About faithfulness and loyalty

A friend just called to tell me that her son has cancer. He is a single father of a four-year-old. The news has hit him hard.

Yet his mother is strong and there for him and for her grandchild. Without a support system, without our friends who love us, life would be impossible—at least this is what I believe. We have responsibilities towards those with whom we co-exist.

According to the Living Buddha, “For human beings, as social animals, it is quite natural for us to love. We even love animals and insects, such as the bees that collect pollen and produce honey.

I really admire bees’ sense of common responsibility. When you watch a beehive, you see that those small insects come from far away, take a few seconds’ rest, go inside, and then hurriedly fly away again.

They are faithful to their responsibility. Although individual bees sometimes fight, there is basically a strong sense of unity and cooperation. We human beings are supposed to be much more advanced, but sometimes we lag behind even small insects.”

Loyalty is rare. We are too often happy to be friendly with those who make us feel good about ourselves or who financially provide for us. But when the good times come to a screeching halt, do we stay loyal?

His Holiness, the 13th Dalai Lama says, “When our fortunes rise, even without friends, we can manage. But when they go down, we need true friends. In order to make genuine friends, we ourselves must create an environment that is pleasant.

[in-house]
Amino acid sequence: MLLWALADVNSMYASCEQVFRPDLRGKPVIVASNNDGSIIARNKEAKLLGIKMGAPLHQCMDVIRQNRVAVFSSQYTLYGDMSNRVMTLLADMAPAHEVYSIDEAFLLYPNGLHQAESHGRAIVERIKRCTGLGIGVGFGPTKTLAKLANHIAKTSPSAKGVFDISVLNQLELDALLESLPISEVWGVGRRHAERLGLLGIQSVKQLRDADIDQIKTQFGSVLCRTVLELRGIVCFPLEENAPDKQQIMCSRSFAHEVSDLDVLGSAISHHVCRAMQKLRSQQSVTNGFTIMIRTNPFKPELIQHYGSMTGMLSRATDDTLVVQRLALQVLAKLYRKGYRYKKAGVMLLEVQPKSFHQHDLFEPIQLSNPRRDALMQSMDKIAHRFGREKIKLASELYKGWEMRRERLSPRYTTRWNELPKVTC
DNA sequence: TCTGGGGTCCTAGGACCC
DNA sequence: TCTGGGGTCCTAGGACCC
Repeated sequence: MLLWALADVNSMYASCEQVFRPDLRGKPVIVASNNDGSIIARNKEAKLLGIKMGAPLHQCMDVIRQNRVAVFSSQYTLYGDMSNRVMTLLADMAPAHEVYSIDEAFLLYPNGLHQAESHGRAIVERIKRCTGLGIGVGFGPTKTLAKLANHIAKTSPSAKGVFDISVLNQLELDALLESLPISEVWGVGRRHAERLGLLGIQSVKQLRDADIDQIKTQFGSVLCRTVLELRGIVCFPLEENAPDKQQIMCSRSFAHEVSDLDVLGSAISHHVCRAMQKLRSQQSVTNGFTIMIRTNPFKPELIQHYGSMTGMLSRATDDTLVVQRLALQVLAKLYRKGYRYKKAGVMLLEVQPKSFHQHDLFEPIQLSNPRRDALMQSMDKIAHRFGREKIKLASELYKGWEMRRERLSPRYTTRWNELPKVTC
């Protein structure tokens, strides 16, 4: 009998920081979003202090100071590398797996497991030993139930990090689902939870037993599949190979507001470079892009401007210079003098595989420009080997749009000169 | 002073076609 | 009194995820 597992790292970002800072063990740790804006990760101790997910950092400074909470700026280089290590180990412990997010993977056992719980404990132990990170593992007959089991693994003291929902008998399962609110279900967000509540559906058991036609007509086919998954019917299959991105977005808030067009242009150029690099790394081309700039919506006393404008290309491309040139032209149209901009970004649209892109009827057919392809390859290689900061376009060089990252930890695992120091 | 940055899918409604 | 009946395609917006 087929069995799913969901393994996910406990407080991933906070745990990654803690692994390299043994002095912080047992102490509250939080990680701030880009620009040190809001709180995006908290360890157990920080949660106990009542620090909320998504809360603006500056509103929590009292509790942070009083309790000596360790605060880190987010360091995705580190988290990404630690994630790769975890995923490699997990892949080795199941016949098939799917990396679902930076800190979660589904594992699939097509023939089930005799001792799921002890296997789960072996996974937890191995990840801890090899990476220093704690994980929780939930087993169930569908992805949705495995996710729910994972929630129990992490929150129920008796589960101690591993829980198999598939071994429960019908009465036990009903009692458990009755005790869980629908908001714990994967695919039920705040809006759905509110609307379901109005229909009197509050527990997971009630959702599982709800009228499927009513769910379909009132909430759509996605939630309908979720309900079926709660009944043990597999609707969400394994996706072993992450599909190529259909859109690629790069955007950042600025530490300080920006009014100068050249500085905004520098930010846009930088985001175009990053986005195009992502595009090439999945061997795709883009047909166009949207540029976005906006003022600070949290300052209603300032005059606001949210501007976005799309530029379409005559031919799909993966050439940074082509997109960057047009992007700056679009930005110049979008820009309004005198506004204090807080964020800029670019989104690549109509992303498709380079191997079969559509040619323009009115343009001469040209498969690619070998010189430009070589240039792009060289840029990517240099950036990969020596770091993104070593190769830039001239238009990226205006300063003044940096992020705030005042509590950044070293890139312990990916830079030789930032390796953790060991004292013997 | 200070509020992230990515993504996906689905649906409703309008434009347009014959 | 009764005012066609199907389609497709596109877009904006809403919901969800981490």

If we just have a lot of anger, not many people will be drawn close to us. Compassion or altruism draws friends. It is very simple.”

Look back over your experiences. How did you become friends with certain people? Did you create a pleasing environment when you were together? Did you put yourself second and the friend first?

Or did you like this person simply because he or she catered to meeting your needs?  Perhaps you are someone who uses people to your own advantage.
If that’s the case, it’s unlikely that you have friends to call on in difficult times.

“All of the world’s religions emphasise the importance of compassion, love, and forgiveness,” Dalai Lama emphasises. “Each may have a different interpretation but, broadly speaking, everyone bases his or her understanding of their own religion on brotherhood, sisterhood, and compassion.

Those who believe in God usually see their love for their fellow human beings as an expression of their love for God. But if someone says, “I love God,” and does not show sincere love towards his fellow human beings, I think that is not following God’s teaching. Many religions emphasise forgiveness. Love and compassion are the basis of true forgiveness. Without them, it is difficult to develop forgiveness.”

Happily, both the mother and her son have many friends. And as true friends do, all are working together to uplift the family, to provide the day to day support that is needed and maintaining a positive attitude.

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